Student Insurance Debt By the Numbers

Everyone knows these days that student insurance debt is a pressing issue. Millions of young college graduates drop out of school and face huge debt burdens and an inability to find high-paying jobs to pay off those debts. The economy is unable to support the graduate population, and with student insurance debt unresolved in bankruptcy, many find themselves unable to work their way out of their debt burden.

National Student Insurance $1 Trillion

The latest estimates put US student insurance debt at just under $1 trillion or about $1 trillion, depending on the source of the information. The average college graduate owes more than $26,000 in insurances by the time they earn their diploma.

Some people blame the ease of availability of federal funds for these numbers, while some point to factors such as for-profit institutions offering high-interest insurances to potential candidates and use of recruitment techniques with misleading information about job availability for graduates.

Federal student insurances are available to anyone applying to attend college, a fact that some experts have cited as a major source of individual student insurance debt problems. Although federal student insurance debt is not rechargeable in bankruptcy, it does have a variety of built-in protections such as deferment and forbearance, as well as income-based repayment options for those struggling to make payments. In addition, the Fed rate has been set at a manageable rate for some time, although recent legislation could be put in place to increase it.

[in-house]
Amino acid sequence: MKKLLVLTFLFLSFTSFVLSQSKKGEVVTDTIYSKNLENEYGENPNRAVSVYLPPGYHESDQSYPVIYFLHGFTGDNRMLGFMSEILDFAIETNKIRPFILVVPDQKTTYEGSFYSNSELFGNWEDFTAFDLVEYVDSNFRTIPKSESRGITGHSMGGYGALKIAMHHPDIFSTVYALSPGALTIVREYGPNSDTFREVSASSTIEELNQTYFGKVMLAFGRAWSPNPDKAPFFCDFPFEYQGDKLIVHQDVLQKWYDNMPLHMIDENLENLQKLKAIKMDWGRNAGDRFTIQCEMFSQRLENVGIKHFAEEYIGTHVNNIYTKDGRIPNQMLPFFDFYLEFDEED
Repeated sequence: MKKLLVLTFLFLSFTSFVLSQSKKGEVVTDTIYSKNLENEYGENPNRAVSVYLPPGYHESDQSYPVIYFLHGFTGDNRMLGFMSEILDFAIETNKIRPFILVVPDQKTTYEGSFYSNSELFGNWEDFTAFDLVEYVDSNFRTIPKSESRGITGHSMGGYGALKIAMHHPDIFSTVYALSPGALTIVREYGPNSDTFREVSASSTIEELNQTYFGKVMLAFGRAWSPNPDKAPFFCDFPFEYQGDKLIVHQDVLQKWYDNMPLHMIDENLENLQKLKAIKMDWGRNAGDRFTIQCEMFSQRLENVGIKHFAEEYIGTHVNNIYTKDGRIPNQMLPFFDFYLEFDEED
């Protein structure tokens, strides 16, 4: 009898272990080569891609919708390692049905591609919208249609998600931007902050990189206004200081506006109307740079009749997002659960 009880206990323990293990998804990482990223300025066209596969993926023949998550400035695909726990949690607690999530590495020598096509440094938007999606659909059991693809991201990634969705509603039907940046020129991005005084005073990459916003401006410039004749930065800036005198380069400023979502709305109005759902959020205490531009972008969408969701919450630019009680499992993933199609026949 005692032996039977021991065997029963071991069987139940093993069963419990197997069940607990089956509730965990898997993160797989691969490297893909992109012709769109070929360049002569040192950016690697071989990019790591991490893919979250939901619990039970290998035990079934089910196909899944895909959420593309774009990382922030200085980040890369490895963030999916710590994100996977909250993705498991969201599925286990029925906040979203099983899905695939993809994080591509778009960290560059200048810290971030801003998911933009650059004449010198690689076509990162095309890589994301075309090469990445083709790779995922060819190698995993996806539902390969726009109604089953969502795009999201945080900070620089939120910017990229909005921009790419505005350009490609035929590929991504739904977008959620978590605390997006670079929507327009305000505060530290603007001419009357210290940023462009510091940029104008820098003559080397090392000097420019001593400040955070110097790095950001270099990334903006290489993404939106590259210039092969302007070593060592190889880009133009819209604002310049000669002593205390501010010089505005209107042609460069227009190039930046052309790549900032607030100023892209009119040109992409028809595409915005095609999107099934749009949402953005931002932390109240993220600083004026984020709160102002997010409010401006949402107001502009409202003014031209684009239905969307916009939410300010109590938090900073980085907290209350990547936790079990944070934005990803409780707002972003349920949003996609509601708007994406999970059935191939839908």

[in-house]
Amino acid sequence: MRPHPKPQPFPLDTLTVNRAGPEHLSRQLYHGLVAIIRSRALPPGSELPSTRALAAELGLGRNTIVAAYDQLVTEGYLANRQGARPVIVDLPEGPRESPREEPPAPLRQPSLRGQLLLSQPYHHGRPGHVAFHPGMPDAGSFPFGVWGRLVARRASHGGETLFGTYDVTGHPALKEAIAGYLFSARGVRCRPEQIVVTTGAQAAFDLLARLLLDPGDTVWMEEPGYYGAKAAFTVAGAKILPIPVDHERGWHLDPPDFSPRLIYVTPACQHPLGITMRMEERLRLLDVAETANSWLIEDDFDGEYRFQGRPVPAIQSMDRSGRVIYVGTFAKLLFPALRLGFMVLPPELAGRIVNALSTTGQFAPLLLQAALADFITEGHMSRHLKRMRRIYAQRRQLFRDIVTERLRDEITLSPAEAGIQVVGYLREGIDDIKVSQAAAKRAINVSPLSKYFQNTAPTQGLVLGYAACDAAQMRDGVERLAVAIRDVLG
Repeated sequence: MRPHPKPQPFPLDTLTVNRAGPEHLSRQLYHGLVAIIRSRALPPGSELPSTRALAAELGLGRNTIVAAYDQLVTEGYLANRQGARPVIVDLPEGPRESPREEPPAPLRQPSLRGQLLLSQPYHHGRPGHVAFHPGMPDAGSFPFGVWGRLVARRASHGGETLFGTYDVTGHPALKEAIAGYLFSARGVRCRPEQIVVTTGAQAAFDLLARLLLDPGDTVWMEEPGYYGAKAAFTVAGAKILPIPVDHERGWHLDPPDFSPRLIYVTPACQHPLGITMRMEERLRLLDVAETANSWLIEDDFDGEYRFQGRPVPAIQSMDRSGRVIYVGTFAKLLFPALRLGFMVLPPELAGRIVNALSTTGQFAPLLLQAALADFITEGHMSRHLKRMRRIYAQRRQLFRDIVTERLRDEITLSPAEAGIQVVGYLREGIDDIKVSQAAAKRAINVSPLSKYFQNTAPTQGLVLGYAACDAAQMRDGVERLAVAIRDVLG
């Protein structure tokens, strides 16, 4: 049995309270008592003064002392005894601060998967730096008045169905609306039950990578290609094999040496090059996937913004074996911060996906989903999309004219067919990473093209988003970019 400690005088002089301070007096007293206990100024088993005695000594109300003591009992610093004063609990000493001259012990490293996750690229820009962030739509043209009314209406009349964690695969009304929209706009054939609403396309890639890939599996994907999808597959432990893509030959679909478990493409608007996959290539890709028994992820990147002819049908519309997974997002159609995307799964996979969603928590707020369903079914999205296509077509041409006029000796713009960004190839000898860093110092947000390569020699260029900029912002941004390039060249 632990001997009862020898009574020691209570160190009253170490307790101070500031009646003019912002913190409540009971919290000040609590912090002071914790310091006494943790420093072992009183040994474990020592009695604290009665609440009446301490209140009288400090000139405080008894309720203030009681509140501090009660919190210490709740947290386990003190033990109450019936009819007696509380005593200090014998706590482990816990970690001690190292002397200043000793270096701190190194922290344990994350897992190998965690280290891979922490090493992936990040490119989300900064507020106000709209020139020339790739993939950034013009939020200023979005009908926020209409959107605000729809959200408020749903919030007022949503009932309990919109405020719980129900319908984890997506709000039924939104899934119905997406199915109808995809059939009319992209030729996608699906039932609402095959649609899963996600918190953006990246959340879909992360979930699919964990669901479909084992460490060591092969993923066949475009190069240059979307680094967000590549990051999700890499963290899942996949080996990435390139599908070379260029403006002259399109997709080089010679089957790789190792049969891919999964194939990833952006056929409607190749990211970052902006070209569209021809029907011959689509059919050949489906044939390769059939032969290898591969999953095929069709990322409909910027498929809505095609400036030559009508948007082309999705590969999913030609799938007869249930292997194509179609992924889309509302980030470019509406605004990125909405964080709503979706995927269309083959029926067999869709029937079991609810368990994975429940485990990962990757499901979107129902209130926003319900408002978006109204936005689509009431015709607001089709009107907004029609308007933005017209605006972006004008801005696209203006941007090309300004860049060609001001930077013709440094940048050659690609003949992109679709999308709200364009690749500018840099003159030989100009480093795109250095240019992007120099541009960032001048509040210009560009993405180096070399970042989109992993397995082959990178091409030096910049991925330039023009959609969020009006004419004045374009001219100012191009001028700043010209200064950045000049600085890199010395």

The main point of contention was the high-interest private insurances that companies made to borrowers in graduate schools and enrollment in for-profit institutions. These high-interest insurances don’t have the same built-in protection that federally backed insurances do, yet they are still not irrevocable in the event of bankruptcy. What this means is that students of higher education and for-profit institutions often graduate with student insurance debt at interest rates well above federal levels, with none of the income-based protections that federal insurances boast. These graduates are denied the bankruptcy protection afforded to other insurances of this type, such as credit card debt, to which private student insurance debt is closely related. The upshot of all this is that there are a growing number of people who are unable to find the kinds of job opportunities their degrees should offer them, and also unable to get any debt relief, which can quickly threaten to sink them.

Many experts are actively lobbying to fix this problem, and we hope that a solution to this problem will come in the near future.